Sitting on the mat on the grass are Cat’s Mama, a sweet and gentle woman who has heroically raised seven children, together with Cat and a couple of girlfriends and an old soul of eighty one who seems to be the centre of attention. She can hardly walk but as she is one of the elders, Cat sent for her and had her wheeled round on our rot ken or push cart. She sits thoughtfully pounding betel leaves and lime in a tiny pestle before wrapping a slice of betel nut and placing it in her cheek. This ritual is unvarying and essential and clearly a great comfort to the older folk of my vintage. Cat tells me she was a teacher and that she came to the area with her husband when there were tigers and elephants at large to clear the forest for rice fields. The sheer scale of the work and of ploughing and growing rice without mechanical assistance leaves me breathless with admiration.

The old couple survive with great dignity but life has had its setbacks. They had five daughters and though all married only one of the husbands is still alive. The four have since died of diabetes, liver failure and unnecessary accidents. The sole surviving son-in-law is a likeable rogue who funds his lifestyle by selling off his wife’s rice land to pay the installments on his pickup. The old man wept when he told Cat how once he was rich but that now the family had almost nothing left with their rice land, the source of life and survival, all but gone.

This couple were two of the first people I met when first Cat brought me to the village to meet her family, me a strange and greying suitor for this energetic and captivating young woman.

She and I had transgressed by being together without formal sanction so now was the time for the elders to review our relationship, to predict our future and perhaps to bless our union.

Cat didn’t tell me what exactly was going to happen that night but made sure I was around when the four elders came and sat in a huddle on the floor at the back of the family house by the light of a naked light bulb. By the time I was called in to sit with them, there were some bits of dead chicken scattered around and they were all talking animatedly. One of them was the ancient teacher, now one of my favourite people, together with her bright eyed pixie of a husband. One by one they inspected the gizzard of the chicken and finally delivered their verdicts. There was much talk and waiing and tying of string on wrists, while I was left mystified as they hobbled away, not understanding a word of what had been said. My Thai was progressing quite well but it availed me nothing as they were speaking a babel of Lao and Suay.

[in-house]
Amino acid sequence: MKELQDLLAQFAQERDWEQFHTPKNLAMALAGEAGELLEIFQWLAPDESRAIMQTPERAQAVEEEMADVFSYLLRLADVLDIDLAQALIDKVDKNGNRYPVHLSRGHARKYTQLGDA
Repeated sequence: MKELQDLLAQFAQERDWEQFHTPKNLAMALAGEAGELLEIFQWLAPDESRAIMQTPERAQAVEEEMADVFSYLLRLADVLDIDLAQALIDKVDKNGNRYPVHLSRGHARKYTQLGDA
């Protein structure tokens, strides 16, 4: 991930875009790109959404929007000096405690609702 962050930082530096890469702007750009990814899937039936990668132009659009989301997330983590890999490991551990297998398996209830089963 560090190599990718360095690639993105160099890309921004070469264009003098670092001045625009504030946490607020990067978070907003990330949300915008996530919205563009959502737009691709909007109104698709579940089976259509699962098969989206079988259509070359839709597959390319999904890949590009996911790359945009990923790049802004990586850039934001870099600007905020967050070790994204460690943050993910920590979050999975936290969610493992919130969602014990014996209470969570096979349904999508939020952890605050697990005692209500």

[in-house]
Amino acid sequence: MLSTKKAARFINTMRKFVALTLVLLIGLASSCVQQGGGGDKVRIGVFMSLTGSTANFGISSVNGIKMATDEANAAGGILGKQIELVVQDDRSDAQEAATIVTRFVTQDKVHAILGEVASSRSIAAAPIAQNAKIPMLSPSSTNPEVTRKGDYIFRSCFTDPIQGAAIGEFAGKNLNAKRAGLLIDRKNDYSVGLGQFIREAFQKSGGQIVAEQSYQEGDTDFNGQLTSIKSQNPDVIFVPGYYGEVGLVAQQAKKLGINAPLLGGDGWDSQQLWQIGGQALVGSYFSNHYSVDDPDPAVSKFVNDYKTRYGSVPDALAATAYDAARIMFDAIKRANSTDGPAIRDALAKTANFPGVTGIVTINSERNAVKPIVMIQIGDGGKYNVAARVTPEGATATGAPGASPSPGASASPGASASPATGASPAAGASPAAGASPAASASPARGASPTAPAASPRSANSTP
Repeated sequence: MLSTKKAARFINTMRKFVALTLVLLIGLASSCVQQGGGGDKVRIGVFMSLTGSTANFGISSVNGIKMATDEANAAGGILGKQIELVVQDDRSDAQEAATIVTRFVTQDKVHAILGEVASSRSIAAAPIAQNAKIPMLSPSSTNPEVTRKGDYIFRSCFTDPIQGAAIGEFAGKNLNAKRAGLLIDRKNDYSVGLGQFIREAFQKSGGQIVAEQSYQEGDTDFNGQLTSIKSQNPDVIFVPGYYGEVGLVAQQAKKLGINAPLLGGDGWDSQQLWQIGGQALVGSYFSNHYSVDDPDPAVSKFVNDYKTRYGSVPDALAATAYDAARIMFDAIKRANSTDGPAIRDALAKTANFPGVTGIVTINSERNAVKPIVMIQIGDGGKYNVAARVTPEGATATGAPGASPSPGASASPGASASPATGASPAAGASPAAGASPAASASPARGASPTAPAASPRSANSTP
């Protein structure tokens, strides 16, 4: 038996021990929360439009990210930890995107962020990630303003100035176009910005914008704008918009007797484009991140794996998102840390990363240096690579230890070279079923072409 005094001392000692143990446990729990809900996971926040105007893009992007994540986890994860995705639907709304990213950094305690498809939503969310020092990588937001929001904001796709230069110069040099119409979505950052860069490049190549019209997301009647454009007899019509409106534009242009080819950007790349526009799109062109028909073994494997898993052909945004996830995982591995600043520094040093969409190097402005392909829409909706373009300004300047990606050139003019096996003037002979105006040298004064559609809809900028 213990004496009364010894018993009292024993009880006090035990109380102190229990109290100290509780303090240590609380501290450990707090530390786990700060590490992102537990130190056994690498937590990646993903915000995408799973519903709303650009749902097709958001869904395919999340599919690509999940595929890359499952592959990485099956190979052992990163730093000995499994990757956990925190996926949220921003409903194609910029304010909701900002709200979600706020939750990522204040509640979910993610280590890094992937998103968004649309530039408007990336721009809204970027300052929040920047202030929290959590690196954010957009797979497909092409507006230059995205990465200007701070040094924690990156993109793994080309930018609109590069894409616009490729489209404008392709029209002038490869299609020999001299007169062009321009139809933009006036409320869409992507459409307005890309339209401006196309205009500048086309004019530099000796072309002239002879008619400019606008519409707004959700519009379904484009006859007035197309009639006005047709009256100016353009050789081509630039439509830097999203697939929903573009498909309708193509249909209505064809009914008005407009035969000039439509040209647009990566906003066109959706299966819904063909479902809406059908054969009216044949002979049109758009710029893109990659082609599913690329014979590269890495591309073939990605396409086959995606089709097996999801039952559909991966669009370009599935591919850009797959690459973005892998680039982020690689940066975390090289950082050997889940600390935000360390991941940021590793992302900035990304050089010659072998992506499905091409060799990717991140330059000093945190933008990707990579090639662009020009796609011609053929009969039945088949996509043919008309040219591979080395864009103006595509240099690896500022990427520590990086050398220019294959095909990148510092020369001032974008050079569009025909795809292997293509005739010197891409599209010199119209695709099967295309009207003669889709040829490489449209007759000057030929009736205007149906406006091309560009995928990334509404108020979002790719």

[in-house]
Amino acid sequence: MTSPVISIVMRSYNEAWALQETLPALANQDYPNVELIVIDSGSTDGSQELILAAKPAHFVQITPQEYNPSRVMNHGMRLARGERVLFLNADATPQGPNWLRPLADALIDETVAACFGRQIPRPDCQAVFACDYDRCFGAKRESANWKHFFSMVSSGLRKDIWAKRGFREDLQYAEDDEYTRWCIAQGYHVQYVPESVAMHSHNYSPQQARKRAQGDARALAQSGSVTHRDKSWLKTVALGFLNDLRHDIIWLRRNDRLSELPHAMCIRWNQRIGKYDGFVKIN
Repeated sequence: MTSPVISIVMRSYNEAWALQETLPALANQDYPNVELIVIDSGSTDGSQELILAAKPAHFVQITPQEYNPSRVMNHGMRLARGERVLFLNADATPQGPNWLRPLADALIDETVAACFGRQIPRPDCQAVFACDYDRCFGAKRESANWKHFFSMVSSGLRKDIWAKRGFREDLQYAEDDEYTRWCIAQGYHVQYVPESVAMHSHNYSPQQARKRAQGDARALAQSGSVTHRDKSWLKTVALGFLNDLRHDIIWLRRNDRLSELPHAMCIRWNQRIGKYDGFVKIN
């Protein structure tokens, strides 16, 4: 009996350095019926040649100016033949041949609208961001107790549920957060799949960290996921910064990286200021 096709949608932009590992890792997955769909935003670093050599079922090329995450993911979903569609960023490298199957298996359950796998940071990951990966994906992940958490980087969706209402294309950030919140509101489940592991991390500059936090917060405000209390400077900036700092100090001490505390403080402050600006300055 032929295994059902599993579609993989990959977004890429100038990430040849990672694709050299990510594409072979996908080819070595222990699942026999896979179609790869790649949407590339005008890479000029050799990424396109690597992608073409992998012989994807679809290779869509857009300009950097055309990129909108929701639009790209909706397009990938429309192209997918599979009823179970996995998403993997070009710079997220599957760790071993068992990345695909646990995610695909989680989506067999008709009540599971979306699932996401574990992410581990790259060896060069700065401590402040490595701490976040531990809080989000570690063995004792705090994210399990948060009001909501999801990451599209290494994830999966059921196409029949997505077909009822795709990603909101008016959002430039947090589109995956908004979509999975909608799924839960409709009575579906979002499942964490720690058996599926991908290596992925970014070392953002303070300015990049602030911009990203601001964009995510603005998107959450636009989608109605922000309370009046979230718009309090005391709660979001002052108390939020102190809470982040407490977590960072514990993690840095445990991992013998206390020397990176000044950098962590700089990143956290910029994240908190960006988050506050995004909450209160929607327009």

“They say we okay,” said Cat, encouragingly. “Can stay together. Maybe later you go back to your own country but no problem, you and me, at least if I don’t talk too much.” I later got the picture that Cat had a reputation in the village. Her family called her ‘Pok-Pok’ and at school she was called Gas, for exactly the same reason. Four years later she and I are still together and the truth is that I still love her for talking too much. And as I stand on the upstairs verandah looking at the little party playing out on the mats below me, yes I can certainly hear that Cat is contributing well to the conversation. But then so she should be. She now has the best house in the whole village and is a notable personality much to be reckoned with.

It’s strange though that nobody seems the slightest bit bothered about the sad loss of the mango trees. Perhaps they’ll yield some good charcoal and a bit of extra land for cultivation. They look at me as I complain at this unecological vandalism, eyeing me and thinking, “What’s the farang making all the fuss about this time?”